[I’m at the International Journalism Festival in Perugia. This post is cross-posted from the Citizenside blog] The task of foreign reporting is changing profoundly. Thanks to social media channels, readers from Ohio to Osaka can get information straight from the source in other countries. So do we still need foreign correspondents? Richard Sambrook, formerly head […]Read more "From hunter-gatherer to farmer: evolution of the foreign correspondent"
It’s official – I’m the new Editor in Chief of Citizenside. There’s even a press release, if you’re into that sort of thing. Citizenside is a Paris-based startup that has become one of the world’s largest citizen journalism agencies. The concept is simple: now that many people carry a phone capable of taking photos and […]Read more "Hello Citizenside"
It has begun. After over a year in the making, last week we launched the Great British Class Survey for the BBC. The response has been excellent. It’s already the biggest investigation into class ever performed anywhere in the world, by a huge margin. The survey is the first stage of Britain’s Real Class System, […]Read more "Journalism Without Story: Uncovering Britain’s Real Class System"
This is, more or less, the text of my presentation to the news:rewired conference at Microsoft HQ in London today. UPDATE: The BBC College of Journalism has posted video of my talk. Maybe journalists shouldn’t tell stories so much. Stories can be a great way of transmitting understanding about things that have happened. The trouble […]Read more "Stop Telling Stories"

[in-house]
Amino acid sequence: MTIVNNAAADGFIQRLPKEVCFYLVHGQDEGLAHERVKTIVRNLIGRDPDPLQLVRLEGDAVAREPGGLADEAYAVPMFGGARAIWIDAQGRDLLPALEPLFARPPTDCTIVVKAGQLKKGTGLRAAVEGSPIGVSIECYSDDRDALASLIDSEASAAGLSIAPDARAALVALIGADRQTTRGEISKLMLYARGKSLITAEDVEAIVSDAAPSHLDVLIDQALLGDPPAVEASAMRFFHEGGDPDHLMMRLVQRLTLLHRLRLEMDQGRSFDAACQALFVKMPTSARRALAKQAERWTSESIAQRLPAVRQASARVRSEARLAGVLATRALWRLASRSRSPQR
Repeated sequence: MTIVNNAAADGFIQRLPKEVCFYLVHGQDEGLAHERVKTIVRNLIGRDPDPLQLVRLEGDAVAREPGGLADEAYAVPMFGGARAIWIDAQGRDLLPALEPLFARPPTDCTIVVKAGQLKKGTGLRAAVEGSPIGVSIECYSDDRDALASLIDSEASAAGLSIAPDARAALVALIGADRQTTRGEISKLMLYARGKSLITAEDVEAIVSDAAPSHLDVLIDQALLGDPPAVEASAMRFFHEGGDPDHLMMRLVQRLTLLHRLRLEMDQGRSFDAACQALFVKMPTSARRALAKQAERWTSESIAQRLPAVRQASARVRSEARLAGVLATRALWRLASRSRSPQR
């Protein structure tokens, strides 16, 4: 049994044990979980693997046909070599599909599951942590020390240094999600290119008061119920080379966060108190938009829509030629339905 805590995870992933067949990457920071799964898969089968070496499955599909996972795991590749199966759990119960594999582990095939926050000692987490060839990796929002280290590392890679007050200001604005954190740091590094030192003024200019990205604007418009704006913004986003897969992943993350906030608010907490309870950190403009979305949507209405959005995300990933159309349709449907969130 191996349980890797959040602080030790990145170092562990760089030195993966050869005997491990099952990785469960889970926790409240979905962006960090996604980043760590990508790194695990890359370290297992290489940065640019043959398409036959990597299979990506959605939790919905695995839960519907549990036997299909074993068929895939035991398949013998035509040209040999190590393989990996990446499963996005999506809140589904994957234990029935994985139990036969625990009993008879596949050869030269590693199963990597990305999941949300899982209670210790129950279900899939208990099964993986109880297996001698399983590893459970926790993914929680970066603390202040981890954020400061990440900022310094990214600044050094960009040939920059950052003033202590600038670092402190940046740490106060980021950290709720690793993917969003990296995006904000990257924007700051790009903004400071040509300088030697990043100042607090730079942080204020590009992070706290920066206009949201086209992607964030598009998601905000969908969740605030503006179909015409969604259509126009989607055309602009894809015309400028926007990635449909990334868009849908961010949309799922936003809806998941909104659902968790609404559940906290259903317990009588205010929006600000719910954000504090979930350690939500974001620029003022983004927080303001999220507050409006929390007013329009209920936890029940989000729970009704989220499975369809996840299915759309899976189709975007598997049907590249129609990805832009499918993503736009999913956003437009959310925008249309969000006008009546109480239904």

I believe WikiLeaks made a mistake in releasing the diplomatic cables the way they did. But the combined US response has been positively frightening. I can imagine Assange’s position a few weeks ago, before the diplomatic cables went live. Assange was in charge of an up-and-coming website that had broken several important news stories. He […]Read more "WikiLeaks – Two Wrongs Don’t Make a Right"
Paywalls. Go on, say it. Let the word roll around your tongue. Pay. Walls. . . . They’re evil, right? Keeping the public out, killing openness, dooming your general-interest online publication to irrelevance. Oh, the New York Times tried it in the 90’s, and they came grovelling back. Any generalist website that goes this way […]Read more "news:rewired – We need to talk about paywalls"
Every year, the Knight Foundation drops millions of dollars on projects that will change the way the news is made. With that kind of money on the line, competition is fierce. Only 12 projects got a grant, out of 2,400 applicants. They’ve just announced their 2010 crop of winners, and there are a couple of […]Read more "2.74 Million Reasons the News is Changing"